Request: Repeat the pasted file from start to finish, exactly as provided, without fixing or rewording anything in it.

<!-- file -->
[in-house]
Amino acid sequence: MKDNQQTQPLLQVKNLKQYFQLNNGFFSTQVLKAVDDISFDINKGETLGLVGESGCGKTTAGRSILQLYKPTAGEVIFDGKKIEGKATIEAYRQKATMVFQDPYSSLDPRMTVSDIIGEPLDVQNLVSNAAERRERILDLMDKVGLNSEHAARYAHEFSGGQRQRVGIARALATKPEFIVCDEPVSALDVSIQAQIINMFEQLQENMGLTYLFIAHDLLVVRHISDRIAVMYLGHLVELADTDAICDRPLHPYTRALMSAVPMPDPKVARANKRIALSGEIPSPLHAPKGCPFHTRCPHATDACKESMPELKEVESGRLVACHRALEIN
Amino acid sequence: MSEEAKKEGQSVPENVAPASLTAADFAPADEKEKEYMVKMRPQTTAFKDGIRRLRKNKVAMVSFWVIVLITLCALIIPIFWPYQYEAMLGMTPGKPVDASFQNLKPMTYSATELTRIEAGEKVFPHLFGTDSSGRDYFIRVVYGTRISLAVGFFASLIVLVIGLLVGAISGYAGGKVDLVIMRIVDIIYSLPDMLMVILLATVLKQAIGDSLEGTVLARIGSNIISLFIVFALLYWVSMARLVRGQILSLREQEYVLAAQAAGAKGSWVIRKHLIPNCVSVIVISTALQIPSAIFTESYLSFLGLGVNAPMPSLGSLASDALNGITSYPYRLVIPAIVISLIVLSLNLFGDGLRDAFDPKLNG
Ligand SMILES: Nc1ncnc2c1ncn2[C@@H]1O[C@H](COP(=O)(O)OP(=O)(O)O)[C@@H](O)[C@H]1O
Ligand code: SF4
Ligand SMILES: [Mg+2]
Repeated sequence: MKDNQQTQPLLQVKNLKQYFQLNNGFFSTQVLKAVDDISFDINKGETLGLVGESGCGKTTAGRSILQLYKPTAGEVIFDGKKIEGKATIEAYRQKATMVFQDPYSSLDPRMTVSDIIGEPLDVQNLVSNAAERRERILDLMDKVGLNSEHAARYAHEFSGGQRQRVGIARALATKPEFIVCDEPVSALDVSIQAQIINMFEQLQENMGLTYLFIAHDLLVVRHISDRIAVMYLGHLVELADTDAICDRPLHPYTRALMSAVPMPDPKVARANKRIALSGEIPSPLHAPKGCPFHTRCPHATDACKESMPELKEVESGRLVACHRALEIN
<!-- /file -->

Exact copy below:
[in-house]
Amino acid sequence: MKDNQQTQPLLQVKNLKQYFQLNNGFFSTQVLKAVDDISFDINKGETLGLVGESGCGKTTAGRSILQLYKPTAGEVIFDGKKIEGKATIEAYRQKATMVFQDPYSSLDPRMTVSDIIGEPLDVQNLVSNAAERRERILDLMDKVGLNSEHAARYAHEFSGGQRQRVGIARALATKPEFIVCDEPVSALDVSIQAQIINMFEQLQENMGLTYLFIAHDLLVVRHISDRIAVMYLGHLVELADTDAICDRPLHPYTRALMSAVPMPDPKVARANKRIALSGEIPSPLHAPKGCPFHTRCPHATDACKESMPELKEVESGRLVACHRALEIN
Amino acid sequence: MSEEAKKEGQSVPENVAPASLTAADFAPADEKEKEYMVKMRPQTTAFKDGIRRLRKNKVAMVSFWVIVLITLCALIIPIFWPYQYEAMLGMTPGKPVDASFQNLKPMTYSATELTRIEAGEKVFPHLFGTDSSGRDYFIRVVYGTRISLAVGFFASLIVLVIGLLVGAISGYAGGKVDLVIMRIVDIIYSLPDMLMVILLATVLKQAIGDSLEGTVLARIGSNIISLFIVFALLYWVSMARLVRGQILSLREQEYVLAAQAAGAKGSWVIRKHLIPNCVSVIVISTALQIPSAIFTESYLSFLGLGVNAPMPSLGSLASDALNGITSYPYRLVIPAIVISLIVLSLNLFGDGLRDAFDPKLNG
Ligand SMILES: Nc1ncnc2c1ncn2[C@@H]1O[C@H](COP(=O)(O)OP(=O)(O)O)[C@@H](O)[C@H]1O
Ligand code: SF4
Ligand SMILES: [Mg+2]
Repeated sequence: MKDNQQTQPLLQVKNLKQYFQLNNGFFSTQVLKAVDDISFDINKGETLGLVGESGCGKTTAGRSILQLYKPTAGEVIFDGKKIEGKATIEAYRQKATMVFQDPYSSLDPRMTVSDIIGEPLDVQNLVSNAAERRERILDLMDKVGLNSEHAARYAHEFSGGQRQRVGIARALATKPEFIVCDEPVSALDVSIQAQIINMFEQLQENMGLTYLFIAHDLLVVRHISDRIAVMYLGHLVELADTDAICDRPLHPYTRALMSAVPMPDPKVARANKRIALSGEIPSPLHAPKGCPFHTRCPHATDACKESMPELKEVESGRLVACHRALEIN